Nurse violence…

     Nov. 1, 2015

 Toronto Star – Robert Cribb
Workplace violence makes nursing one of Canada’s most dangerous professions

Nurses are probably engaged in the country’s most dangerous profession because of the nature and extent of workplace violence directed against them by upset patients.  Between 2008 and 2013 across Canada there were more than 4,000 incidents reported that prevented nurses from going to work, more than those for police and firemen together.  There were 760 such incidents in Ontario alone.  And nurses apparently do not report most of the assaults.

 Globe and Mail – Renata D’Aliesio
The Unremembered

158 Canadian soldiers died in Afghanistan.  But another at least 54 soldiers and vets died by suicide after their Afghanistan service.  What is more distressing is that D’Aliesio thinks the military tis trying its best to keep the number secret.  The number is a guesstimate pieced together by various other sources in the face of refusal of the Defense Department to release the total number.  In an effort to track the medical care and the reasons for the suicide, D’Aliesio tracks four of the returned soldiers.

 Toronto Star – Alex Boutilier
VICE Canada to fight RCMP’s demand for notes on suspected ISIS fighter

Farah Mohamed Shirdon is a Calgary-born Islamic State fighter who was interviewed by VICE reporter Ben Makuch.  The RCMP have served a production order for all notes and details of the interview, including information on how to be in touch on-line electronically with Islamic State people.  “VICE Canada’s head of content, Patrick McGuire, said complying with the RCMP’s demands would undermine the in dependence of Canadian journalism from state authorities.”  Most of the VICE documents are now sealed by an Ontario Superior Court where VICE will argue its case in January 2016.

 Counterpunch – Paul Craig Roberts
Offshoring the Economy: Why the US is on the Road to the Third World

Economist Roberts forecast some eleven years ago that moving jobs off-shore and creating part time work and considerable less income would take its toll by turning the US into a third world economy.  Roberts cites the most recent statistics to illustrate the reality of the past eleven years and what to expect in the remaining nine years of his original twenty year estimate.  To make matters worse, the declines he enumerates have all occurred supposedly in a period of recovery happening since 2009.

 The Marshall Project (US)
The New Science of Sentencing – Should prison sentences be based on crimes that haven’t been committed yet?

We are used to the notion that the present crime and previous criminal history are factors to consider in sentencing guidelines.  Just as the US is attempting to confront sentence reform to redress mass incarceration, here’s a new idea deriving from the new practice of risk assessment in which social scientists forecast the likelihood of recidivism based on “statistical probabilities based on factors such as age, employment history and prior criminal record.”  Risk assessment has been practiced in a wide variety of formats and in most US states for some time.  What is new, so far for Pennsylvania only, is the insertion into the sentencing phase as though to punish for crimes never committed.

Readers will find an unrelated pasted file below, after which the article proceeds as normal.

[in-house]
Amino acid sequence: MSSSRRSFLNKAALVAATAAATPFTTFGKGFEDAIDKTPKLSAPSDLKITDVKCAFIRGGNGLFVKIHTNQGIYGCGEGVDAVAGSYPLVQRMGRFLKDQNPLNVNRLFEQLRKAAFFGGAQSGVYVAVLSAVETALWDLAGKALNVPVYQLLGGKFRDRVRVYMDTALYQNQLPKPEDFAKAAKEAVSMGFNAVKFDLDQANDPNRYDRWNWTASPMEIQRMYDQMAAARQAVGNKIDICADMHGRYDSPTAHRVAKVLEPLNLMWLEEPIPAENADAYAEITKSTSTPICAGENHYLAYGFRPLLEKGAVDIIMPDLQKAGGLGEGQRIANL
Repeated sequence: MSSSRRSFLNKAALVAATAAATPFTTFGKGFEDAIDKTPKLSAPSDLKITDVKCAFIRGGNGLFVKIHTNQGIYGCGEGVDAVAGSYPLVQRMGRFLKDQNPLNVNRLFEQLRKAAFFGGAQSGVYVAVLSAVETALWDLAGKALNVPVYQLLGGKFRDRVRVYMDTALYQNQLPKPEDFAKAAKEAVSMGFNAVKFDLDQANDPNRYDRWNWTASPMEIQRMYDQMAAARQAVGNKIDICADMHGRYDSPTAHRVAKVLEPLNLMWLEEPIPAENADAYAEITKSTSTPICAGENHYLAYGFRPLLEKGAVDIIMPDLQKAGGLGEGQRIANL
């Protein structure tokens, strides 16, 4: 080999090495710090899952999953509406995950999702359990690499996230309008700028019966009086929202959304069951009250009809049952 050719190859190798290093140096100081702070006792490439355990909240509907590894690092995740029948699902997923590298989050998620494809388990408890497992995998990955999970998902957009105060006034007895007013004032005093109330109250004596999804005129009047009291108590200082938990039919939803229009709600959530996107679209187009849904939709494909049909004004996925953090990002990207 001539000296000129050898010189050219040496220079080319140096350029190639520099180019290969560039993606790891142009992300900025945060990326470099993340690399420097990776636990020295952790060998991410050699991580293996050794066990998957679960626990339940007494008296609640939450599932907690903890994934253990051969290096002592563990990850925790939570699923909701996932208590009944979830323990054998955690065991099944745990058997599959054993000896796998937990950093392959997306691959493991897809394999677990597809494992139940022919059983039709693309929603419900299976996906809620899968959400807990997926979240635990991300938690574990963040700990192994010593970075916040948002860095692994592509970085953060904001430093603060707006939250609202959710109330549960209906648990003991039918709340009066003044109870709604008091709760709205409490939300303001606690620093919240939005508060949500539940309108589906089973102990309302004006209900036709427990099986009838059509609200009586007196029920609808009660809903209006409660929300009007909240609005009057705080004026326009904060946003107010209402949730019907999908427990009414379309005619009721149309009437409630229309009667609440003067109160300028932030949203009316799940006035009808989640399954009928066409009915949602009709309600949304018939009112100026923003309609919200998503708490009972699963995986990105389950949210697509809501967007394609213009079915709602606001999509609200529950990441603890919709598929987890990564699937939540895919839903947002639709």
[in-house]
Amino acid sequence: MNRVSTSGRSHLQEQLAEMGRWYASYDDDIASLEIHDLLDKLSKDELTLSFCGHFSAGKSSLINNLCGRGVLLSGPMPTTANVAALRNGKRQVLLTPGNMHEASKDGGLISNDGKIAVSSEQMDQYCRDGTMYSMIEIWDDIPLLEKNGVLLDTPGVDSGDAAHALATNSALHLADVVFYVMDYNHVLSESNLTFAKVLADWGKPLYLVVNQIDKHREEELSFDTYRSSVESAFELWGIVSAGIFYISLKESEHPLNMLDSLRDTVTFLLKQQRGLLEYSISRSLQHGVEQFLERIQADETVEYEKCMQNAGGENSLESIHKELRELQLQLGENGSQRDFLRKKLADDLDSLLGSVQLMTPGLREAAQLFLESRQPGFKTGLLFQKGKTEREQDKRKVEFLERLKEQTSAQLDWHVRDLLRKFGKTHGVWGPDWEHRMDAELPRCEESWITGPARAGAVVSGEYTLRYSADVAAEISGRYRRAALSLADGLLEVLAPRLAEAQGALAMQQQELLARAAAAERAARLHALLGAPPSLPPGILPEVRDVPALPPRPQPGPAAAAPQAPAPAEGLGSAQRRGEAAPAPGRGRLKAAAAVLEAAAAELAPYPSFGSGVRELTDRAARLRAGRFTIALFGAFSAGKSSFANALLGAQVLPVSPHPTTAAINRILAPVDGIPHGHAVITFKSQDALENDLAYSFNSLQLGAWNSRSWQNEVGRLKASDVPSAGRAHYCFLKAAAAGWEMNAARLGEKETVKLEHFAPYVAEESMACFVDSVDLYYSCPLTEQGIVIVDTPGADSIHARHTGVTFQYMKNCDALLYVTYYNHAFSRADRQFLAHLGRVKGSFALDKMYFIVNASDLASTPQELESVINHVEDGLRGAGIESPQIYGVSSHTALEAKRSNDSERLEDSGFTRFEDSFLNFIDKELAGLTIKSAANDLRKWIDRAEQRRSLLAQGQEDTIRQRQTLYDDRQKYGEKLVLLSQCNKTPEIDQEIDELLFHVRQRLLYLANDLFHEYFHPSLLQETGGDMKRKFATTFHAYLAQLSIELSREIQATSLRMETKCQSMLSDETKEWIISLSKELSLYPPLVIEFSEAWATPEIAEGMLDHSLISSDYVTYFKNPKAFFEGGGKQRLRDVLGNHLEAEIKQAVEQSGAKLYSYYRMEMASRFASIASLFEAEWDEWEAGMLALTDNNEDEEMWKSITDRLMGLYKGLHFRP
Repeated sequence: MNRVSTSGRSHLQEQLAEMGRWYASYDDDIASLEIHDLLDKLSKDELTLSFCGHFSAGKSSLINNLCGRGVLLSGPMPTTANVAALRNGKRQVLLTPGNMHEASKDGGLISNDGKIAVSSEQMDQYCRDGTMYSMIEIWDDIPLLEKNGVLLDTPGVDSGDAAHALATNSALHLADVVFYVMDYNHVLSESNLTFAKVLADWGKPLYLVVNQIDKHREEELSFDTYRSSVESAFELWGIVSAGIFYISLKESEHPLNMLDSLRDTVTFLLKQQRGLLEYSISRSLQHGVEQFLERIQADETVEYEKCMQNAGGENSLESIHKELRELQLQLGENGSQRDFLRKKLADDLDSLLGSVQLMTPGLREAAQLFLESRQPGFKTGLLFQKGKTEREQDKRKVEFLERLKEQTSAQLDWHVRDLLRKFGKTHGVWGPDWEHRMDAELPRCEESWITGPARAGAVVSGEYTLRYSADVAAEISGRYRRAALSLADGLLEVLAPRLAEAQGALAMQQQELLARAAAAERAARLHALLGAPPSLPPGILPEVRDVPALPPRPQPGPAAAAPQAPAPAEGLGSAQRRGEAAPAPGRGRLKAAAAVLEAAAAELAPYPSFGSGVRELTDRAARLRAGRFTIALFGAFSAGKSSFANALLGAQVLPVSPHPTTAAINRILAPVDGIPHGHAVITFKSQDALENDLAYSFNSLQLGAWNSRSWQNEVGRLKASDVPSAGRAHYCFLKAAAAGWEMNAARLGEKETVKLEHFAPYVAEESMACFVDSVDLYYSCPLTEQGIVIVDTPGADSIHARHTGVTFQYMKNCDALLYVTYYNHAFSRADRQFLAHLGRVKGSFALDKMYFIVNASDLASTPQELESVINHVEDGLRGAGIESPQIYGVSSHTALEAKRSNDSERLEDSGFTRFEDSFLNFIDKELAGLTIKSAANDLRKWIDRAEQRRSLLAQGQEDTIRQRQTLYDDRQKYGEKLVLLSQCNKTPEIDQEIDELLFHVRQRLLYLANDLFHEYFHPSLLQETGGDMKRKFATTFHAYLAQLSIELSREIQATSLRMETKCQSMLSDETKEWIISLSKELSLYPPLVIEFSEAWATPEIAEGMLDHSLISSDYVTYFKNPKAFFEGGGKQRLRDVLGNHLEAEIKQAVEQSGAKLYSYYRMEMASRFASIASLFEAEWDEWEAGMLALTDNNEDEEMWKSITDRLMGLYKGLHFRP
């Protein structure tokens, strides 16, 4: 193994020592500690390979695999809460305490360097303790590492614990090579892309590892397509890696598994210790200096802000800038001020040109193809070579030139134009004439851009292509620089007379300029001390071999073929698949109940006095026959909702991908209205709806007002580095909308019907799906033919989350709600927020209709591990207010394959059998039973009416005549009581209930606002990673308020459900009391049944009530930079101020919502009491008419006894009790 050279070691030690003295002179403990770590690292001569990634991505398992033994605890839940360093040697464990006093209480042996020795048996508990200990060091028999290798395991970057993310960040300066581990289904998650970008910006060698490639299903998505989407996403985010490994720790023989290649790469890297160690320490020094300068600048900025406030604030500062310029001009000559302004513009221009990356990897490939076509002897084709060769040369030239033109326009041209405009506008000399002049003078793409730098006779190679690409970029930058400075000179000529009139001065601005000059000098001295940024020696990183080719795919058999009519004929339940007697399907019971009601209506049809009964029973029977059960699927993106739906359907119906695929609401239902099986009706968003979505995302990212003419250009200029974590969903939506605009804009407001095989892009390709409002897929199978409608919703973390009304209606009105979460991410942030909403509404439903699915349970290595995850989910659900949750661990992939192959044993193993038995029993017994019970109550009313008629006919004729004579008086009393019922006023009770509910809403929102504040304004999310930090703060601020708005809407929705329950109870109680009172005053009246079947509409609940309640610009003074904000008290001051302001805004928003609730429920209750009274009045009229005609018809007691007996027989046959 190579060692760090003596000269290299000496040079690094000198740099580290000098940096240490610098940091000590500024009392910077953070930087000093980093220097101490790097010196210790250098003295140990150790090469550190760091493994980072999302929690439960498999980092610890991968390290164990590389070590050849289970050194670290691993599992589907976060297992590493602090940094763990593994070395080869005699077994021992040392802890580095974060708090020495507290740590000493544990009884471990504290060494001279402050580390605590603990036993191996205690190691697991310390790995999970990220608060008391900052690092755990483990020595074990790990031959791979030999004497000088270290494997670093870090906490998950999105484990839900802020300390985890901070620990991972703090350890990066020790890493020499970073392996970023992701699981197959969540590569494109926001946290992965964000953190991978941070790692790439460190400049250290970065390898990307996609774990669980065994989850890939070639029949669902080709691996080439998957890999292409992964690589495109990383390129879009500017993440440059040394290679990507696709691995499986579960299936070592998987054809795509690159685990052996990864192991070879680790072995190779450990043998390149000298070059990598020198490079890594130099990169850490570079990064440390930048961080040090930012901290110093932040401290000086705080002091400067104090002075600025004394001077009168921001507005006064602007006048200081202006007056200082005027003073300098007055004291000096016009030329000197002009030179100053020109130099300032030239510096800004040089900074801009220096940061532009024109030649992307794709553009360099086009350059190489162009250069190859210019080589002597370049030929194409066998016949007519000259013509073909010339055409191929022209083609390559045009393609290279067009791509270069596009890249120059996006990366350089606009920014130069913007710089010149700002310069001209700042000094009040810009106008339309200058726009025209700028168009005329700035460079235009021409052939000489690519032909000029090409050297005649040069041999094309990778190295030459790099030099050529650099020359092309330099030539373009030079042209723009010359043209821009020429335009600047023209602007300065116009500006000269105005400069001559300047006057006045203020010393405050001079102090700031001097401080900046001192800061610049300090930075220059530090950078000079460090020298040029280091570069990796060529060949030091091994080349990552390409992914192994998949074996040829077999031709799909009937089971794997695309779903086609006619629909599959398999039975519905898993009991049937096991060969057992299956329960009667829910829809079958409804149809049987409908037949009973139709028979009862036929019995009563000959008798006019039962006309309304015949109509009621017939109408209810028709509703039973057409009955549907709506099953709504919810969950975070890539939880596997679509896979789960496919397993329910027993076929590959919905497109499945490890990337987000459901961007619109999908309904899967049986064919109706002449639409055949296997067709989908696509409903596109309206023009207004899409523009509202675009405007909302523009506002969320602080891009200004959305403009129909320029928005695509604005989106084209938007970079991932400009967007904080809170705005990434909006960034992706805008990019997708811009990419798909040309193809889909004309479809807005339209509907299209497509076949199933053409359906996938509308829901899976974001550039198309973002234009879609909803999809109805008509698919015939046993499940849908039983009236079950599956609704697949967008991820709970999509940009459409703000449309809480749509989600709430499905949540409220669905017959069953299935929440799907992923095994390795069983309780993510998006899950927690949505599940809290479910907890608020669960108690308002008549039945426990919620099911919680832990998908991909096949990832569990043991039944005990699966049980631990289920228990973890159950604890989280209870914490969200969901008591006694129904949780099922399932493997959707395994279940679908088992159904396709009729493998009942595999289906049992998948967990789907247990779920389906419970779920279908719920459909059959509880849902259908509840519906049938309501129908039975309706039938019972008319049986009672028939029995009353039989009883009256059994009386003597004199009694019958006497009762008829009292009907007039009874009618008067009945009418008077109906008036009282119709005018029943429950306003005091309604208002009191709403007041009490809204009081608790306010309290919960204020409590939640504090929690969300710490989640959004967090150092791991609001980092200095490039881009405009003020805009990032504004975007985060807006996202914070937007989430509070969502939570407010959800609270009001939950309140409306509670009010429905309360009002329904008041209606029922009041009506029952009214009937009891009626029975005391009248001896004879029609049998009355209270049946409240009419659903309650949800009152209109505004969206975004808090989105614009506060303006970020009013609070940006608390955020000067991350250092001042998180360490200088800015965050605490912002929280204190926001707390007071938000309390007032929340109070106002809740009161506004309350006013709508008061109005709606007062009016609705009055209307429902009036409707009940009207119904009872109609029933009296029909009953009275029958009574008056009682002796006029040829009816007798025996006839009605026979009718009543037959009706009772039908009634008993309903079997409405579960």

The (US)
What Happens When Old Prisons Are Given Back to Their Communities? 

Here’s a rising from the ashes story.  The Bayview Correctional Facility for years was the only women’s prison in the five boroughs of New York with the worst record for sexual assaults of inmates.  Most former prisons are simply sold to the highest bidder but this 28 acres building and site has been given in a 50 year lease to NoVo Foundation, established by the Buffets, and to be known as the Women’s Building to foster and deliver resources and services to women.   Related article: The     Rebecca Vallas and Billy Corriher  – Criminal Justice–Reform Legislation Is Missing 1 Crucial Piece (US) –  Amme Voz
Prison created poverty 

If you think that prison rehabilitates you need to read this article.  It’s conclusion is powerful and enough for second thoughts on all possible alternatives:  “Prison does not rehabilitate; that propaganda is a lie. I have been home from prison for almost a year, but I am still not free. Prison has impoverished me financially and mentally, and so I cling to the hope of having a life worth living.”  

 National Observer – Fram Dinshaw
A tidal wave of climate refugees is coming, where will they go?

Documentary filmmaker and immigration expert Sheila Murray has just produced a powerful film called No Place to Go, made for Amnesty International, which uses the current Syrian refugee crisis to anticipate the magnitude of crisis which will come by 2050 when the earth’s environmental conditions generate as many as 200 million new refugees.  There is, of course, no provision for refuges generated by climate change under the current provisions governing refugees.   Related article: Toronto Star – Marina Jimenez     Refugees in Jordan’s Zaatari camp have few hopes

 CBC News – Ideas with Paul Kennedy
The Struggle over Jihad

Naheed Mustafa leads this discussion on the convoluted history of jihad which, he says, is about how to live rather than justification for killing.  Mustafa thinks that radicalized jihad has been disastrous for Muslims as well as the West because it is a fundamental perversion of the Muslim faith.  The 54 minute audio is available on the link.